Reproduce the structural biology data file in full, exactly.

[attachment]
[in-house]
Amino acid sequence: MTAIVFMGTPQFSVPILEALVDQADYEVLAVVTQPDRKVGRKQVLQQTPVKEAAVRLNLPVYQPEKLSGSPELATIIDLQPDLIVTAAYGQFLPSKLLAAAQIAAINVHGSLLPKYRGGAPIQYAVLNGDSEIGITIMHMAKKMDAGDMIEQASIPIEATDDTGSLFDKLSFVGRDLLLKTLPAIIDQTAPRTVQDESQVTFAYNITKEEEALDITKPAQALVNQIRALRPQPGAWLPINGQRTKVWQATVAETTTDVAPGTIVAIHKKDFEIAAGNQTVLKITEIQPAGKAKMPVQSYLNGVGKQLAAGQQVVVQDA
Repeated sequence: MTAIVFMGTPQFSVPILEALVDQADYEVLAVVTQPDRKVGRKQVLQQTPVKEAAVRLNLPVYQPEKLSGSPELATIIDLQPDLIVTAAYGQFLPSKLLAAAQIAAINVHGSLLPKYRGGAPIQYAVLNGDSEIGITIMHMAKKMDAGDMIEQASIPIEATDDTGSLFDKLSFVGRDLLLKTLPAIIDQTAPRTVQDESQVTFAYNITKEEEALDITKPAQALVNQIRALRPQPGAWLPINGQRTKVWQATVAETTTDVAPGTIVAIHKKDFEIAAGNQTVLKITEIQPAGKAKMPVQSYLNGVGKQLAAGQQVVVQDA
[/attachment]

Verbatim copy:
[in-house]
Amino acid sequence: MTAIVFMGTPQFSVPILEALVDQADYEVLAVVTQPDRKVGRKQVLQQTPVKEAAVRLNLPVYQPEKLSGSPELATIIDLQPDLIVTAAYGQFLPSKLLAAAQIAAINVHGSLLPKYRGGAPIQYAVLNGDSEIGITIMHMAKKMDAGDMIEQASIPIEATDDTGSLFDKLSFVGRDLLLKTLPAIIDQTAPRTVQDESQVTFAYNITKEEEALDITKPAQALVNQIRALRPQPGAWLPINGQRTKVWQATVAETTTDVAPGTIVAIHKKDFEIAAGNQTVLKITEIQPAGKAKMPVQSYLNGVGKQLAAGQQVVVQDA
Repeated sequence: MTAIVFMGTPQFSVPILEALVDQADYEVLAVVTQPDRKVGRKQVLQQTPVKEAAVRLNLPVYQPEKLSGSPELATIIDLQPDLIVTAAYGQFLPSKLLAAAQIAAINVHGSLLPKYRGGAPIQYAVLNGDSEIGITIMHMAKKMDAGDMIEQASIPIEATDDTGSLFDKLSFVGRDLLLKTLPAIIDQTAPRTVQDESQVTFAYNITKEEEALDITKPAQALVNQIRALRPQPGAWLPINGQRTKVWQATVAETTTDVAPGTIVAIHKKDFEIAAGNQTVLKITEIQPAGKAKMPVQSYLNGVGKQLAAGQQVVVQDA